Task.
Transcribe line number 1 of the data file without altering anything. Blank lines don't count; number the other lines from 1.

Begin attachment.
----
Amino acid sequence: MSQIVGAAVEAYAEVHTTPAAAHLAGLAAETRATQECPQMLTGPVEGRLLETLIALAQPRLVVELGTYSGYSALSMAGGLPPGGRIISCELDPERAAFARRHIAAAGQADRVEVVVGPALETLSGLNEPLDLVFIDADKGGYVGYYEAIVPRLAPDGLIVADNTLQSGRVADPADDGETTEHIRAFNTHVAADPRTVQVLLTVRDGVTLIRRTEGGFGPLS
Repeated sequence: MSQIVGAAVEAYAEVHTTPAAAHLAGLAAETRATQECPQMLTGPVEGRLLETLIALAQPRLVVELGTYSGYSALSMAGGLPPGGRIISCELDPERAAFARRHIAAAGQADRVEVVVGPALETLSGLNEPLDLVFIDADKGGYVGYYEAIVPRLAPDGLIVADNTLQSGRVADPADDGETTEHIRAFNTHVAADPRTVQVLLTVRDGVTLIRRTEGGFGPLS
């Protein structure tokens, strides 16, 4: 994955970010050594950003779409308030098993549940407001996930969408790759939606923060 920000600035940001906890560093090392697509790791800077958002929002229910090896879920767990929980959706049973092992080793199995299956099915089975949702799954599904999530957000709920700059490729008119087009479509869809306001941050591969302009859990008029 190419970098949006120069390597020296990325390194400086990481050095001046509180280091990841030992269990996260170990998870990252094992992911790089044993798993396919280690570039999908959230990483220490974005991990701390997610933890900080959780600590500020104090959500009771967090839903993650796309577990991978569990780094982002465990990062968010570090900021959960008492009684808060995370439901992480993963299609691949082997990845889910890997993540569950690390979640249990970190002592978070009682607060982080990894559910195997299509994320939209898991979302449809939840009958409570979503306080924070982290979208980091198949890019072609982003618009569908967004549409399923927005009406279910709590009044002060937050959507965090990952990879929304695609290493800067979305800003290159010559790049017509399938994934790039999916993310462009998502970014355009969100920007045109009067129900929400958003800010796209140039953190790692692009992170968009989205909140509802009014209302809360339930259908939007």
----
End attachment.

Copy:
Amino acid sequence: MSQIVGAAVEAYAEVHTTPAAAHLAGLAAETRATQECPQMLTGPVEGRLLETLIALAQPRLVVELGTYSGYSALSMAGGLPPGGRIISCELDPERAAFARRHIAAAGQADRVEVVVGPALETLSGLNEPLDLVFIDADKGGYVGYYEAIVPRLAPDGLIVADNTLQSGRVADPADDGETTEHIRAFNTHVAADPRTVQVLLTVRDGVTLIRRTEGGFGPLS